He’s worth it! Extend His Glory.
Someone who is learning to make use of God’s Word is able to feed themselves; they are in a position of being able to find nourishment from the Word. We know that God wants us to move beyond being only fed by others. Peter used the image of a baby craving milk (1 Peter 2:2).
Paul puts the responsibility on the Colossians (Colossians 1:23) to continue to believe the Good News they’ve been taught and to stand firmly in it. To let their “roots grow down into Christ” and for their “lives to be built in Him” (Colossians 2:7).... read more
A clear sign of growing to maturity is when individuals within the Body are learning to use God’s Word for their own nourishment and growth. But most plants or trees don’t grow in a laboratory, or even a greenhouse. They’re trying to make it out in the real world where they’re vulnerable to the extremes of weather and attacks from disease and pests.
Most healthy plants don’t grow indoors, but are able to handle heat, cold, insect infestation, cold weather etc. But even healthy plants often need some protection from bugs and weather. Careful farmers are aware of what is most likely to harm their crops and take measures to protect it. God wants His people to be able to find their own protection and to be able to feed themselves and also to protect against attack.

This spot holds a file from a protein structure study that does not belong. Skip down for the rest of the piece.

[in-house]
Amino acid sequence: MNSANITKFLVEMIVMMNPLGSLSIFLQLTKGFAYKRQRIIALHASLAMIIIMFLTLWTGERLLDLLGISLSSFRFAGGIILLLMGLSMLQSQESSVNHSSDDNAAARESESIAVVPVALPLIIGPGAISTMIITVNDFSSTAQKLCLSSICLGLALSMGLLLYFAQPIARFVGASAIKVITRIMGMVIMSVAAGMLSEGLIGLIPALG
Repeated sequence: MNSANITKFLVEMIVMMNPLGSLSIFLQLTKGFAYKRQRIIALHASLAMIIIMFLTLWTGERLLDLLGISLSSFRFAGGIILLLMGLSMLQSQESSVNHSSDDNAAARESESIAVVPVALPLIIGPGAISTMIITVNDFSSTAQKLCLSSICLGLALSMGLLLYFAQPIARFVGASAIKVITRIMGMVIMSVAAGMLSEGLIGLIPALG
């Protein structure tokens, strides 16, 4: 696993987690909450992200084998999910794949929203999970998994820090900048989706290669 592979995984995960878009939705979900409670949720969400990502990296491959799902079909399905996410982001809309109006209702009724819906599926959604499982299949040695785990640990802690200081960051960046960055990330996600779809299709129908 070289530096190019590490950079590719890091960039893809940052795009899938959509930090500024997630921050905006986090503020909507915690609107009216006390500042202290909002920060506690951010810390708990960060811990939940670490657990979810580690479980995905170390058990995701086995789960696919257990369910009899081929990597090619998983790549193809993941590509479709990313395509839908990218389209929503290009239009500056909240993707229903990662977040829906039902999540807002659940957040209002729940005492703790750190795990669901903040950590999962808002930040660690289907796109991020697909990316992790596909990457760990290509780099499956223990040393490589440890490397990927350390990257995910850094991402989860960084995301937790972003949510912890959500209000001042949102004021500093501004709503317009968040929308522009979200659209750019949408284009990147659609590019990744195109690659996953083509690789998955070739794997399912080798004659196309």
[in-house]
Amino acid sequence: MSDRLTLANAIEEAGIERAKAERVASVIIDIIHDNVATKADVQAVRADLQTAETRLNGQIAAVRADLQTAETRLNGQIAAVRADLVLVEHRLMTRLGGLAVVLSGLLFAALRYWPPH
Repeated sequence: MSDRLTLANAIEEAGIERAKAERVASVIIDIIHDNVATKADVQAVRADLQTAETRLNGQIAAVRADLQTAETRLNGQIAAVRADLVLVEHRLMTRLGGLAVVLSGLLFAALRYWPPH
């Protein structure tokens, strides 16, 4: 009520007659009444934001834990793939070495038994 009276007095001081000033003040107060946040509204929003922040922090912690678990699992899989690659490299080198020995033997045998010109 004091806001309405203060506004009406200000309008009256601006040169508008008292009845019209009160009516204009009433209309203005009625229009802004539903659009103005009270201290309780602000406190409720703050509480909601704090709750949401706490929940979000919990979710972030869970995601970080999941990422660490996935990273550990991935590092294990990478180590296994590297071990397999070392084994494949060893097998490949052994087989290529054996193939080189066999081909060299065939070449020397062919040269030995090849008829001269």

Paul used two pictures to teach this to the church in Ephesus. The first, pictures immature believers as small boats without a rudder, on a stormy ocean, being pushed around by strong winds (Ephesians 4:14). Paul tells them that they don’t need to be like that. They can apply Truth to everyday life, in conversations, in relationships, when faced by temptation.
Another picture Paul gives the Ephesians is to describe believers as defending themselves in warfare (Ephesians 6:10-17). We use these weapons as we share Truth in the Body, but every believer is told to put the armour on, to pick up the shield, to know how to wield the sword. No one can hope to stay safe for too long if they always have to hide behind someone else’s shield and sword and never join the battle themselves.
We’ll talk more about the Nurture of God’s people at our upcoming workshop on Saturday, 10 October. Please “Save The Date” if you haven’t already.